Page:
Hummocks and blocks and craters

Hummocks and blocks on the ejecta blanket of Tsiolkovskiy crater. Image width is 830 meters [NASA/GSFC/Arizona State University].

The farside crater Tsiolkovskiy  is one of the most spectacular and unique geologic features on the Moon. A prime candidate for one of the later Apollo flights, Tsiolkovskiy is now one of the highest-priority sites for future human lunar exploration. Identified in the first image of the farside, and named after visionary space pioneer Konstantin Tsiolkovskiy,  Tsiolkovskiy (185 km diameter) has a an irregular (non-circular) shape, a central peak, and is incompletely filled with mare basalt. Many geological and geomorphological features can be seen within and around the crater, making this a particularly interesting place on the Moon to work and study!

Two side-by-side LROC images provide a crisp and detailed view (about 0.8 m/pixel) of the crater rim and its ejecta blanket bringing to bear impact cratering as the dominant geologic process in the inner Solar System. Although you are looking at the ejecta blanket of a large lunar crater, this surface is also covered with both smaller and younger impact craters as well as multiple generations of features influenced by impact cratering. Details such as individual boulders, boulder trails, hummocks, and possibly small outcrops can be readily identified. Outcrops are the holy grail of lunar geology - rock that is still in place from the time it was formed. The Apollo astronauts probably only saw outcrop at one landing site, Apollo 15. Watch the movies formed from this mosaic: in places you will see rocky areas that may indicate outcrop. However, these are probably only large coherent blocks of material thrown out during the Tsiolkovskiy event (or some other impact). Such questions can best be investigated by astronauts living and working on the Moon. LROC is showing that everywhere you look on the Moon there are fascinating and enigmatic features awaiting our return!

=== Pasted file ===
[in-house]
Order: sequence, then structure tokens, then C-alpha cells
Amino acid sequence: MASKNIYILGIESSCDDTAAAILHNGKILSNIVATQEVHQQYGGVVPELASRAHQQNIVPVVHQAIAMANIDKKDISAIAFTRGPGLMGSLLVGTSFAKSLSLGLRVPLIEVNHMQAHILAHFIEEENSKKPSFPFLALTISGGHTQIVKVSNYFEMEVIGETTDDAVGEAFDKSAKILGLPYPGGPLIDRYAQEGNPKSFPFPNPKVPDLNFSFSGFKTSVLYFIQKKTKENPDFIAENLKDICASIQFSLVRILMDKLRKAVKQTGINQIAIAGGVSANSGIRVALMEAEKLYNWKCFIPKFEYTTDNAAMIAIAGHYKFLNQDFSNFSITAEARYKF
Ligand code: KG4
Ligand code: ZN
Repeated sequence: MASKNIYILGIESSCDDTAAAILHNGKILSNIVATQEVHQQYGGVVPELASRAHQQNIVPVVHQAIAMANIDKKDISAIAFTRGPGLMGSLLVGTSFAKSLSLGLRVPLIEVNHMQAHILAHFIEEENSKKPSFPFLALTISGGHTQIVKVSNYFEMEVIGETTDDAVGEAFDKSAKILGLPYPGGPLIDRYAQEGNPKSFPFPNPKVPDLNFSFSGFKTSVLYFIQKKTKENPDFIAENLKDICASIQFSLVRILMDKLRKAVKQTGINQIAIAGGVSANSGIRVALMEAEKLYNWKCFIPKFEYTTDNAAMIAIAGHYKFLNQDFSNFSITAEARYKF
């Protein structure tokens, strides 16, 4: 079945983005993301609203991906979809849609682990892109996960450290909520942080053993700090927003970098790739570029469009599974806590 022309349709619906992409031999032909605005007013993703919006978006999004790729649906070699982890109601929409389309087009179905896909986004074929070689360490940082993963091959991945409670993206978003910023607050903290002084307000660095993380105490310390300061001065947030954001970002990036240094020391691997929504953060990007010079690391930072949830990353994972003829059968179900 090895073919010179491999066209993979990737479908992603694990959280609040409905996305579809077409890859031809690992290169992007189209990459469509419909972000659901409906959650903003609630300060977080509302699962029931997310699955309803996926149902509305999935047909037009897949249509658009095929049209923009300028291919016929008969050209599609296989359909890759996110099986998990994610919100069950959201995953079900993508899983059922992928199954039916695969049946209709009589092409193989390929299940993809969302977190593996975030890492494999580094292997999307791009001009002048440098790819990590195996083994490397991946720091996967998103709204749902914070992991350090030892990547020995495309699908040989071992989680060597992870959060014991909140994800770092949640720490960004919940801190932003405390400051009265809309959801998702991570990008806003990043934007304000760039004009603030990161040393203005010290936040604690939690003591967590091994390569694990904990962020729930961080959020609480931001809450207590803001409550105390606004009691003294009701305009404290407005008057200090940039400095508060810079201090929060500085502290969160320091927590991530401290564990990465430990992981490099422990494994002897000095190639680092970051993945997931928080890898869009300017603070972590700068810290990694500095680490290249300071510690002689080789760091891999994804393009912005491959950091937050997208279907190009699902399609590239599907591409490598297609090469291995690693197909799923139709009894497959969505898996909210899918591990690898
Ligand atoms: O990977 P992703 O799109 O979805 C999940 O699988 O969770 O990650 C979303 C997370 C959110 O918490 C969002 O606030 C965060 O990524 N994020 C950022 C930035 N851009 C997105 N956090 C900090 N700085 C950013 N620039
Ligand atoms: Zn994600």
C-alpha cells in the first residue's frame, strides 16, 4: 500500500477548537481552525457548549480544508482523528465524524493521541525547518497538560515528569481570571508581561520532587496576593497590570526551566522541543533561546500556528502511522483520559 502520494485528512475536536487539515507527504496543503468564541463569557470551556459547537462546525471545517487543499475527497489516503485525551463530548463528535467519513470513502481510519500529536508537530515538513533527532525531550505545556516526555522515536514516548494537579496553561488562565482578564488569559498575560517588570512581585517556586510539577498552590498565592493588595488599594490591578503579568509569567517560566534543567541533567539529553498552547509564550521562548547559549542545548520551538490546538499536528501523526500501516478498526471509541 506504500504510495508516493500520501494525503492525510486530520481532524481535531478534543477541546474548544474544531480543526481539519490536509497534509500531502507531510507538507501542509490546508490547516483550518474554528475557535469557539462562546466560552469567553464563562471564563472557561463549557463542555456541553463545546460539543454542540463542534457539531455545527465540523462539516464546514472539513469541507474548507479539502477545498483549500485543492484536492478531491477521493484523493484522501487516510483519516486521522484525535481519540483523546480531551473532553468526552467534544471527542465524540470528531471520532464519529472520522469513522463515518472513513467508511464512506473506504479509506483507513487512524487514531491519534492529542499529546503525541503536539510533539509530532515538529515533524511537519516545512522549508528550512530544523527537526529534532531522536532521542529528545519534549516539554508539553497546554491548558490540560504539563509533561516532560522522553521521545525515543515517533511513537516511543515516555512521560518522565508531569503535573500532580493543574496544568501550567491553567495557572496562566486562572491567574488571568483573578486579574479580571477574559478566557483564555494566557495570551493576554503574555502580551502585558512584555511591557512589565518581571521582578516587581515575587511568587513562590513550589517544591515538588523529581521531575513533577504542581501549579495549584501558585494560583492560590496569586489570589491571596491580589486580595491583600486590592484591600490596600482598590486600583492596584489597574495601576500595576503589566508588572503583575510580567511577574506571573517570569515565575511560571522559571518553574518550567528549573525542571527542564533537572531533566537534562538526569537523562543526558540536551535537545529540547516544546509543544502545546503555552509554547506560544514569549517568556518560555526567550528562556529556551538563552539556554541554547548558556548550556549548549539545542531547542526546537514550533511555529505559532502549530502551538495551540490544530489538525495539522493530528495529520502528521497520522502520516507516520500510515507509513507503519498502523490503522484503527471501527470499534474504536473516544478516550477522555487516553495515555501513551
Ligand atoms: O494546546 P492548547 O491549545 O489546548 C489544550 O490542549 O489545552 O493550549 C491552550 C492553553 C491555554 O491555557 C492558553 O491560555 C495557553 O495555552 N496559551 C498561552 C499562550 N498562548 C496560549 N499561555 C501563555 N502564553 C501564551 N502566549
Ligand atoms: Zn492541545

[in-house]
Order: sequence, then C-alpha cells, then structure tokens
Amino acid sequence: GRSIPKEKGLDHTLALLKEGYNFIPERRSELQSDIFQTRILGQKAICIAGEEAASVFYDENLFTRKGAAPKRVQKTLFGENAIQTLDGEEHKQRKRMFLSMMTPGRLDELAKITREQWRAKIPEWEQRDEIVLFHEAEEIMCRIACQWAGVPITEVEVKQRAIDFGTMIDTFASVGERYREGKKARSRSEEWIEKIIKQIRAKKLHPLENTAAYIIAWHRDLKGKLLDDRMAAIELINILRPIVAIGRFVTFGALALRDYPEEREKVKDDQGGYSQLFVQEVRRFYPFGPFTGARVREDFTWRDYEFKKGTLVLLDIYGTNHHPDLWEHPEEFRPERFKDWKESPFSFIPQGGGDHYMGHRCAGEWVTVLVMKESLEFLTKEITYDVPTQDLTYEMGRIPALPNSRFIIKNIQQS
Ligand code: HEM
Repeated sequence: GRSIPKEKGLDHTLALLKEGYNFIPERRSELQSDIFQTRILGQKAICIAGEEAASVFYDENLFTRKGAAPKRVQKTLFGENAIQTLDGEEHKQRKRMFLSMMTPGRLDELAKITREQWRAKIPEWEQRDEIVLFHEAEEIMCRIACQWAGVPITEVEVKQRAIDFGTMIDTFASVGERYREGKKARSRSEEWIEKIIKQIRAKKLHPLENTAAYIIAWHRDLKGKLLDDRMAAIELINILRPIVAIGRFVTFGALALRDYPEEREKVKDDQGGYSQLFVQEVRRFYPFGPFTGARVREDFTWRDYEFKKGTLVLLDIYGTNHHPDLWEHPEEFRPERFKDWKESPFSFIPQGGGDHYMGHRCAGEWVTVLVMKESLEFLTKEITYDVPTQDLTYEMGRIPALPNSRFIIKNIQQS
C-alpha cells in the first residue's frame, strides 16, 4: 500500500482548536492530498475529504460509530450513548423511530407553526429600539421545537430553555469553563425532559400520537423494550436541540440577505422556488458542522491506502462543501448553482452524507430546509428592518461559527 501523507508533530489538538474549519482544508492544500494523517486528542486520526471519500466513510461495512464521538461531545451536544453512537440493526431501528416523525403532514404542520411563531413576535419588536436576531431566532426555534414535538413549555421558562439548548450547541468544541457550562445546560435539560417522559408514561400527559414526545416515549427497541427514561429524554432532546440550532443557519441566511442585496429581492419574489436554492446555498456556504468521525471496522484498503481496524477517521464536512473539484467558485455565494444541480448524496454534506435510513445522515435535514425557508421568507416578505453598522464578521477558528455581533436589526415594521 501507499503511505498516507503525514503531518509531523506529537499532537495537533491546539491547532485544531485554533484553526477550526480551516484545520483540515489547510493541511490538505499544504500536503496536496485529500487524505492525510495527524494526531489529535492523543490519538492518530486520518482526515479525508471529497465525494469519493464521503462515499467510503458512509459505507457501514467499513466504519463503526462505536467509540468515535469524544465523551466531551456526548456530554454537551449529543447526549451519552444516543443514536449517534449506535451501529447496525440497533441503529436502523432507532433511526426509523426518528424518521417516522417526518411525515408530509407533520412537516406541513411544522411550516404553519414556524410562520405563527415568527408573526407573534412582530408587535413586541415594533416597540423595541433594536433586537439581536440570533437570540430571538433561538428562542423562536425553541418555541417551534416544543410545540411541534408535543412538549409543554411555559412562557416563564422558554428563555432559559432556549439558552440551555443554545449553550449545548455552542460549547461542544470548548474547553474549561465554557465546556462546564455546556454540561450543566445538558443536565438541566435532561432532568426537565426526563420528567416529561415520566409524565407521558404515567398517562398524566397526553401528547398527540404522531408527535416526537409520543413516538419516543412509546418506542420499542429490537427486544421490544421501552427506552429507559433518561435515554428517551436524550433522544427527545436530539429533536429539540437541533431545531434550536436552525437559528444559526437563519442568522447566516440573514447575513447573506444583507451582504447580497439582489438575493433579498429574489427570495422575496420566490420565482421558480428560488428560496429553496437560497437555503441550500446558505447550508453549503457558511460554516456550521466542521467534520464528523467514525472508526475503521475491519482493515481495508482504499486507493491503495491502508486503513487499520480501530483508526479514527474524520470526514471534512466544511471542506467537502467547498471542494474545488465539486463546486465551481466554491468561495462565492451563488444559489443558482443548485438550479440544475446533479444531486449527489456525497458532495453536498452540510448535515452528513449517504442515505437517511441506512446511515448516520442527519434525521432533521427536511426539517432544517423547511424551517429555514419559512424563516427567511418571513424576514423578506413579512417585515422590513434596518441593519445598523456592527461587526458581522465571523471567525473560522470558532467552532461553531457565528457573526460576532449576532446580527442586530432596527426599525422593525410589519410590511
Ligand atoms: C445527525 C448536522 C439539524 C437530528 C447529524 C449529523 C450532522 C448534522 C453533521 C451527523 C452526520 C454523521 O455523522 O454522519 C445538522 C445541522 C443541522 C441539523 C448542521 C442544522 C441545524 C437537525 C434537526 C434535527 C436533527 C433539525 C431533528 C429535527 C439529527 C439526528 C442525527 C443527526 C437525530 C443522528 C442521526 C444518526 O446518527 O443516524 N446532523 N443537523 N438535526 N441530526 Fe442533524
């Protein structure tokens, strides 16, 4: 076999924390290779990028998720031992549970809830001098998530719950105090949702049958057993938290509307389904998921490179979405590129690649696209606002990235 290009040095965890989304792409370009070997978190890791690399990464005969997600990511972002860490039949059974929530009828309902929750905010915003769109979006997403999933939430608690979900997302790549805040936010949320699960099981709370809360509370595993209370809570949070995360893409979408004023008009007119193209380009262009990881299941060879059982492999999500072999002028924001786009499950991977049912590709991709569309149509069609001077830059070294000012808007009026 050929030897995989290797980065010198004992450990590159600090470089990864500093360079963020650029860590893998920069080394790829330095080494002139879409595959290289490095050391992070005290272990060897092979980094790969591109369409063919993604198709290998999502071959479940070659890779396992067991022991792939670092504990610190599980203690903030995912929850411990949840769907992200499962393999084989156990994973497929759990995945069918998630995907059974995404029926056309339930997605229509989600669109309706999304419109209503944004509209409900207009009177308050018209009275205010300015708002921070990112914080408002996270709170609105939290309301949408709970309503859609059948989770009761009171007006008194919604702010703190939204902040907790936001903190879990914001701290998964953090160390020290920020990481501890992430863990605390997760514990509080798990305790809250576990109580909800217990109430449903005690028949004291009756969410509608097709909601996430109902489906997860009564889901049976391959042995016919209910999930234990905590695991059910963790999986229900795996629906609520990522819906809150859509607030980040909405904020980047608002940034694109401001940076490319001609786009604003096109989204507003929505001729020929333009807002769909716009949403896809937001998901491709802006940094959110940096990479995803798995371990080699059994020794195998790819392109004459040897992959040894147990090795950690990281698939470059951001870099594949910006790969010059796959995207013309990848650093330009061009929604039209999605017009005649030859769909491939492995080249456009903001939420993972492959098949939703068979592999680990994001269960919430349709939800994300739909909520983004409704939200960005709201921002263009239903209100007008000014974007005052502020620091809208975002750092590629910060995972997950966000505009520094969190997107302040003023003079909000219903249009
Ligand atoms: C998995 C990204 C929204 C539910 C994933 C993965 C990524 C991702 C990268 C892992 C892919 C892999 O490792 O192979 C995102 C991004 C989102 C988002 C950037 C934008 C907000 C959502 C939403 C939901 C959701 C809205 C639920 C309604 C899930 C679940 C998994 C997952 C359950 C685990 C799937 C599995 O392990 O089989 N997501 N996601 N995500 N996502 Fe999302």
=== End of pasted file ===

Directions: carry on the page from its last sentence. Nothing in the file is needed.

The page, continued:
Browse the full-resolution image below, view the Youtube movie, or download the high-definition movies of this spectacular terrain here or here!



Browse the full-resolution image below.

Published by Mark Robinson on 4 August 2009